Vitamin D status in a Norwegian population: any link to lung function?
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Vitamin D is predominantly synthesized from precursors in the skin after direct exposure to ultraviolet B radiation from the sun. Vitamin D can also be obtained by dietary intake of vitamin D rich food, or by supplement intake. Poor vitamin D status has been reported worldwide. Determinants include unexposed skin, high latitude, winter season, and high body mass index (BMI). Serum 25-hydroxyvitamin D (25(OH)D) is the major circulating metabolite of vitamin D and considered the best marker of vitamin D status. The association between vitamin D status and bone health is well studied, and increasing evidence suggests an association between low serum 25(OH)D level and range of non-skeletal health outcomes including respiratory disorders, such as asthma. This dissertation uses data from the Nord-Trøndelag Health Study (HUNT), one of the largest population based health studies in Norway, with clinical, lifestyle and environmental information on more than 130,000 people collected over 25 years. Using data from HUNT2 (1995-1997) and HUNT3 (2006-2008), we investigated: 1) the prevalence of vitamin D deficiency (serum 25(OH)D<50nmol/L) in a general adult population and factors associated with vitamin D deficiency; 2) the association between serum 25(OH)D level and lung function (LF) in adults with asthma; and 3) the interrelationship between serum 25(OH)D level, smoking and LF changes in a general adult population. We found a high prevalence of vitamin D deficiency in this Norwegian population (40% overall), particularly in winter months (64%). Besides season and high BMI, several potentially modifiable lifestyle factors were associated with vitamin D deficiency. We also found that low serum 25(OH)D level was not associated with airway obstruction in most adults with asthma, with the exception of men with asthma but without allergy status. Finally, we found no clear associations between serum 25(OH)D levels and LF changes in never smokers, whereas we did observe significant associations in ever smokers. Replication and confirmation of these findings via well-designed prospective and intervention studies is required to determine if vitamin D supplementation is a potentially cost effective, safe and straightforward means of asthma control or disease mitigation in ever smokers.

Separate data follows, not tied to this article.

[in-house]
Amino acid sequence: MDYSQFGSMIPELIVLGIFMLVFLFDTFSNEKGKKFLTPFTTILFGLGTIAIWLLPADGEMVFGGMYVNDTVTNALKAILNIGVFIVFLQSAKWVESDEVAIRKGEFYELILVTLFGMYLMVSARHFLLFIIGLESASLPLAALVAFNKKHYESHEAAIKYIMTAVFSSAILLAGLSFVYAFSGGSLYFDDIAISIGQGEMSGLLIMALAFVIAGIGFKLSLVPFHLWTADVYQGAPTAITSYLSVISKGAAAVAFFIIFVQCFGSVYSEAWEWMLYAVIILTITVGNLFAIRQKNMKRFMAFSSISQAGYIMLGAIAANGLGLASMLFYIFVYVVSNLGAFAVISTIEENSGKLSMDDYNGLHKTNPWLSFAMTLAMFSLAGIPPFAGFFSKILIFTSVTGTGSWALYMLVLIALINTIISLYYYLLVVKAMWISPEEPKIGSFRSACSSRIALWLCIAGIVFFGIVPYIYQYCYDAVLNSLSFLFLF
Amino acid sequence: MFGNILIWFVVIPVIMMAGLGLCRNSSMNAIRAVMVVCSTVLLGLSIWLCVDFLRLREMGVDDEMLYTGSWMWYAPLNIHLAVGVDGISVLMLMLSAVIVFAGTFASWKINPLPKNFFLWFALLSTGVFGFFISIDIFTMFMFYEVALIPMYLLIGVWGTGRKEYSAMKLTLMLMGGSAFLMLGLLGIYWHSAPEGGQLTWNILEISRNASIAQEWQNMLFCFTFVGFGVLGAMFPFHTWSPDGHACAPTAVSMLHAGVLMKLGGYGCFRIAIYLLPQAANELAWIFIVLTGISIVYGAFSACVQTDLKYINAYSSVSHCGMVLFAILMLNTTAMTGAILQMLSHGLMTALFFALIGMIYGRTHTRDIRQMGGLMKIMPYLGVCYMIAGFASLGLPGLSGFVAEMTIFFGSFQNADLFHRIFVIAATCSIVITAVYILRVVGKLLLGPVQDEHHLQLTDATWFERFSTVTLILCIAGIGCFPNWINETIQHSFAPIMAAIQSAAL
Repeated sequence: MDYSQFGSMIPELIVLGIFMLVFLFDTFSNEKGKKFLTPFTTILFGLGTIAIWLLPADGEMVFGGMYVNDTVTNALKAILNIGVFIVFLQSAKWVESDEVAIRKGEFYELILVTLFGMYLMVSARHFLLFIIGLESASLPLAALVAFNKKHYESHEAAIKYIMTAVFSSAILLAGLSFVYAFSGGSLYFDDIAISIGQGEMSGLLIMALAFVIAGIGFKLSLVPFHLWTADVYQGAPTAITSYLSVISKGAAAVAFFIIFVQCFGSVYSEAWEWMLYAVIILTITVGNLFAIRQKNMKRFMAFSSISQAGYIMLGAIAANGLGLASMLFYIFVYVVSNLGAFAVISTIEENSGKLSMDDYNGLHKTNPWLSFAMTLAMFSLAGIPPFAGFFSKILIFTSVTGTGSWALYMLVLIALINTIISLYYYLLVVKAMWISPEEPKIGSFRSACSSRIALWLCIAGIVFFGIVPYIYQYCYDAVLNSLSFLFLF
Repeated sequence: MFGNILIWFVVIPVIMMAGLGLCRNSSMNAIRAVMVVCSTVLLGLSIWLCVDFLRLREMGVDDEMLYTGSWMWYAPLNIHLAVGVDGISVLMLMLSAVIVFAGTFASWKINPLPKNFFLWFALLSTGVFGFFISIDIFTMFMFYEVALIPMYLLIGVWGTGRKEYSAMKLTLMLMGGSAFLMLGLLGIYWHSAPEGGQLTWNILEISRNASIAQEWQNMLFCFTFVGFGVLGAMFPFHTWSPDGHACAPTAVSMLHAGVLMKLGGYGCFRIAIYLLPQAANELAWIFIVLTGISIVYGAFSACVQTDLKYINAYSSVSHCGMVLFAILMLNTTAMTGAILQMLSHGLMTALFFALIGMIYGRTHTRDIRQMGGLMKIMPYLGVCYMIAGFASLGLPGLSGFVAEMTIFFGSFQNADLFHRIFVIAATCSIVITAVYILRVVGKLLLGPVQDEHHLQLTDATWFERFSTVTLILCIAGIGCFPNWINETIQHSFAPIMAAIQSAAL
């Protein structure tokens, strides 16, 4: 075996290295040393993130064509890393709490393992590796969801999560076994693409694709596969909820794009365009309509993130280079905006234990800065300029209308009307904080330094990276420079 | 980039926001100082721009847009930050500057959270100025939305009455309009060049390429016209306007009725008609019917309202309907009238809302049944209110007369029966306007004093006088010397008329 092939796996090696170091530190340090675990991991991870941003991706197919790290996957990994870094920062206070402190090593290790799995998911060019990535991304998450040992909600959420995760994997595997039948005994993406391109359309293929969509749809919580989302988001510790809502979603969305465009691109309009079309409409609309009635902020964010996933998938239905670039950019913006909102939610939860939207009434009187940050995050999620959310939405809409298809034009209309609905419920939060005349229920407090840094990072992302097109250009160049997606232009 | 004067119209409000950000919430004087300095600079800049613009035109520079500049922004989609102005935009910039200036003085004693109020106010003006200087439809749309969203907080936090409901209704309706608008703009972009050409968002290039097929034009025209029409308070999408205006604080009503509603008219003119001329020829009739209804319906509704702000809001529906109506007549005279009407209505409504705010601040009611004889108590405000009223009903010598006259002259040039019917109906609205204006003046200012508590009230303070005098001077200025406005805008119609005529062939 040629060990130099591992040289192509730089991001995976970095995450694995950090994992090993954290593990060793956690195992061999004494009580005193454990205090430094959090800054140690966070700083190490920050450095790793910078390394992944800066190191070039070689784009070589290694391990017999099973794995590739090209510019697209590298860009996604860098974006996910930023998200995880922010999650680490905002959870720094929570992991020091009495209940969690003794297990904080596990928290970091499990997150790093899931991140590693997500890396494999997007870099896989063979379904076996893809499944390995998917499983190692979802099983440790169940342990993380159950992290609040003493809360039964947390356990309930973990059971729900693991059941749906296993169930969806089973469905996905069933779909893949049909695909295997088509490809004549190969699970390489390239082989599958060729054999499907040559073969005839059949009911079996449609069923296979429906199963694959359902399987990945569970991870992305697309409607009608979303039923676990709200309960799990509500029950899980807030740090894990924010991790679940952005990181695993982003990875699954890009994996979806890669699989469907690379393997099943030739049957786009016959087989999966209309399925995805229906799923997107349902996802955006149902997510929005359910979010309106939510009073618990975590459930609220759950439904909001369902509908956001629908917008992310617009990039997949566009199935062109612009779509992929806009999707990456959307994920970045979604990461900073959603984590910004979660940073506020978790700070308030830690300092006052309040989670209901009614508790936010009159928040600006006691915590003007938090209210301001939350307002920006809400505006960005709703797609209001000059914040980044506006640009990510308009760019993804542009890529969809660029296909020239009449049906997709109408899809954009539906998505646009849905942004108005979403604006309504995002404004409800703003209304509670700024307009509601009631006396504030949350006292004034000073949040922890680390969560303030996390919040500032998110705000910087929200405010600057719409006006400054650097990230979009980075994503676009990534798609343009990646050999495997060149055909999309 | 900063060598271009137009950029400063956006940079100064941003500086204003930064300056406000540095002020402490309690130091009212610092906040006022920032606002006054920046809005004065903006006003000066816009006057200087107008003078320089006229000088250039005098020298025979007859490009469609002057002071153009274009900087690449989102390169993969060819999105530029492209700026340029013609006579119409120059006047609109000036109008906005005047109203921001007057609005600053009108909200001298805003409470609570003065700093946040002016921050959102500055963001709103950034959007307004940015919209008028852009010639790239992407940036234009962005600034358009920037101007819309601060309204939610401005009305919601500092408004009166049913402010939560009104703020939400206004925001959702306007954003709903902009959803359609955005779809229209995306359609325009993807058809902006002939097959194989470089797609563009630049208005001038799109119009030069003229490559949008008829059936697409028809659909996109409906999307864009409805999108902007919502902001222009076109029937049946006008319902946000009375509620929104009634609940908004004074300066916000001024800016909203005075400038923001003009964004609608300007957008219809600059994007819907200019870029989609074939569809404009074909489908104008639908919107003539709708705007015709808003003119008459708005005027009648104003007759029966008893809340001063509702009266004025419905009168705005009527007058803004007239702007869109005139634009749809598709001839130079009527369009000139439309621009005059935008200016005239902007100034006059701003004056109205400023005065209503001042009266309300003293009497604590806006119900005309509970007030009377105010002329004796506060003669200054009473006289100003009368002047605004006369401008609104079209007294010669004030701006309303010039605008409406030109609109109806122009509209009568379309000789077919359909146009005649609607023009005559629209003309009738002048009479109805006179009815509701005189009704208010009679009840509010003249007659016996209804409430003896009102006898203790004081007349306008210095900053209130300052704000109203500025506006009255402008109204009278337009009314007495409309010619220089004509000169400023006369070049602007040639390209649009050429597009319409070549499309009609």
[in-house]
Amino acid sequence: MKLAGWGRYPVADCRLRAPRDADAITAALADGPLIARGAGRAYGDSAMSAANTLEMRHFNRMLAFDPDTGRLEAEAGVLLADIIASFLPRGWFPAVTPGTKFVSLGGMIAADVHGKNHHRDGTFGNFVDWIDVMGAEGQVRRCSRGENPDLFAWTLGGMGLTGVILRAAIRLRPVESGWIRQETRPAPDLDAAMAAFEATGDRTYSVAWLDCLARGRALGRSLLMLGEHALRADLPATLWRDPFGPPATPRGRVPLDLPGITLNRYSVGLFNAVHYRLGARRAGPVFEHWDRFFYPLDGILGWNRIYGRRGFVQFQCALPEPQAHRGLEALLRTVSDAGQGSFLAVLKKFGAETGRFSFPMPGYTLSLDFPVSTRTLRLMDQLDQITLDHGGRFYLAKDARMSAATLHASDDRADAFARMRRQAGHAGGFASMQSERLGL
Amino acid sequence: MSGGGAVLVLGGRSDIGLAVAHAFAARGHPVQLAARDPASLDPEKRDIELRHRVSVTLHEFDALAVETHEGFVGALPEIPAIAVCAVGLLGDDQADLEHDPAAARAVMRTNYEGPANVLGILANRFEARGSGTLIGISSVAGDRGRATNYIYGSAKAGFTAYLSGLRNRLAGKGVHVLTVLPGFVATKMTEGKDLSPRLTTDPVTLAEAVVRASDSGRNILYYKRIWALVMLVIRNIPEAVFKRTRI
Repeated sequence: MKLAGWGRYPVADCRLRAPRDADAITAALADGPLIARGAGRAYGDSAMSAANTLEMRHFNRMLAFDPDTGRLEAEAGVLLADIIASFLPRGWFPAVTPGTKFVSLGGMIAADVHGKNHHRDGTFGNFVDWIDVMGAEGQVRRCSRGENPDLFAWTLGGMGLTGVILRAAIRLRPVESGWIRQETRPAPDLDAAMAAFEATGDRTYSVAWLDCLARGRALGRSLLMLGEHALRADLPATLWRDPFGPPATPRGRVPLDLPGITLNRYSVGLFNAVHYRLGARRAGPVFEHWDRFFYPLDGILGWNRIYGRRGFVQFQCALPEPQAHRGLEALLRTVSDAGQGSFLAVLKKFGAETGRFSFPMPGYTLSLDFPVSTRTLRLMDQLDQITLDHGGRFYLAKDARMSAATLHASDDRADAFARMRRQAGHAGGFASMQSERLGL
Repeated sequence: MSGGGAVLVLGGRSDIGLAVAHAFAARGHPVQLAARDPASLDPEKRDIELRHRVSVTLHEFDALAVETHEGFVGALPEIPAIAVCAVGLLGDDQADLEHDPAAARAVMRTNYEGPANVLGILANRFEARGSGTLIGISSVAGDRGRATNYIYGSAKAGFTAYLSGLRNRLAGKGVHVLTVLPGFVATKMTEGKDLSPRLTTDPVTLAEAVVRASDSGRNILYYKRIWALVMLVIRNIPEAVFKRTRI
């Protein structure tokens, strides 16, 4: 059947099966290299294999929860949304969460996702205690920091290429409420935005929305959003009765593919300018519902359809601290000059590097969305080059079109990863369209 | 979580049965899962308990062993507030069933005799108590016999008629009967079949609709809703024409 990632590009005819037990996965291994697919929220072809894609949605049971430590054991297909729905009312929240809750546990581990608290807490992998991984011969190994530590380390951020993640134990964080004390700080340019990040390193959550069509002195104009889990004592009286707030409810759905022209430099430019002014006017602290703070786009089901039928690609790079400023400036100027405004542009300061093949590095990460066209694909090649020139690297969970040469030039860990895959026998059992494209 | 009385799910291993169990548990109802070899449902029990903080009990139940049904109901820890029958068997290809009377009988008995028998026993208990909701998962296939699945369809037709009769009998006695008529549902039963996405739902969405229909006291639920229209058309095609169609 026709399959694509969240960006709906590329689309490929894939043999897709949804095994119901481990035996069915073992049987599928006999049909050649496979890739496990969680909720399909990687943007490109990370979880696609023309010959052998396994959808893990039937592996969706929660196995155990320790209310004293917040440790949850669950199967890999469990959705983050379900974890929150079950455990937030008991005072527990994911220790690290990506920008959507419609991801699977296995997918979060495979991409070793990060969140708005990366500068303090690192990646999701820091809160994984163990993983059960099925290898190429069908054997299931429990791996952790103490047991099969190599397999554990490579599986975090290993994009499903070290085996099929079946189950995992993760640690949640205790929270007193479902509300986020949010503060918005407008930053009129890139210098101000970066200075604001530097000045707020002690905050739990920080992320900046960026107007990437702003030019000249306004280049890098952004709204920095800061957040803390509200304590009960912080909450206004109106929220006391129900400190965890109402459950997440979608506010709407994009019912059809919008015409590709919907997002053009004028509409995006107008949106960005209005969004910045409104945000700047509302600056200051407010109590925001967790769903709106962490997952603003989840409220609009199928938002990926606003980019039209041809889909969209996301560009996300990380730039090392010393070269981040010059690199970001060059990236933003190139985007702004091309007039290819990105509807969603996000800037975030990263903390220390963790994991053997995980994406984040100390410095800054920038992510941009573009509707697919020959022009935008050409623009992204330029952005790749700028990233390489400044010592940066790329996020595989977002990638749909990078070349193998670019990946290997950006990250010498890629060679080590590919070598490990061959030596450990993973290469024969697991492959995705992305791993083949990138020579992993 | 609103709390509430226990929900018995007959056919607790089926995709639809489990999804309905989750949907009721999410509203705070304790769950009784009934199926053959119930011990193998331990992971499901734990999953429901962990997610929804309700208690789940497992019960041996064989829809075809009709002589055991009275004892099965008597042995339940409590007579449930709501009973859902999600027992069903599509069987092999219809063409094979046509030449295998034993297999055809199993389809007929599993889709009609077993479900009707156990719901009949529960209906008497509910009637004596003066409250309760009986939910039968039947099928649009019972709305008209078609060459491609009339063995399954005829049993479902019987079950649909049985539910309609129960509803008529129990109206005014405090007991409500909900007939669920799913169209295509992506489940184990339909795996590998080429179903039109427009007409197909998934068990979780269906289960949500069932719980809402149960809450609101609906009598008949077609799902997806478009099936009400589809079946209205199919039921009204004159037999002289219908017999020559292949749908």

Has partsPaper 1: Larose, Tricia L; Chen, Yue; Camargo, Carlos Arthuro; Langhammer, Arnulf; Romundstad, Pål Richard; Mai, Xiao-Mei. Factors associated with vitamin D deficiency in a Norwegian population: the HUNT Study. Journal of Epidemiology and Community Health 2014 ;Volum 68.(2) s. 165-170 Is not included due to copyright. Available at http://dx.doi.org/10.1136/jech-2013-202587
Paper 2: Larose, Tricia L; Langhammer, Arnulf; Chen, Yue; Camargo, Carlos A; Romundstad, Pål Richard; Mai, Xiao-Mei. Serum 25-hydroxyvitamin D levels and lung function in adults with asthma: the HUNT Study. European Respiratory Journal 2015 ;Volum 45.(4) s. 1019-1026 Is not included due to copyright. Available at http://dx.doi.org/10.1183/09031936.00069714
Paper 3: Larose, Tricia L; Brumpton, Ben Michael; Langhammer, Arnulf; Camargo, Carlos A; Chen, Yue; Romundstad, Pål Richard; Mai, Xiao-Mei. Serum 25-hydroxyvitamin D level, smoking and lung function in adults: the HUNT Study. European Respiratory Journal 2015 Is not included due to copyright. Available at http://dx.doi.org/10.1183/09031936.00226614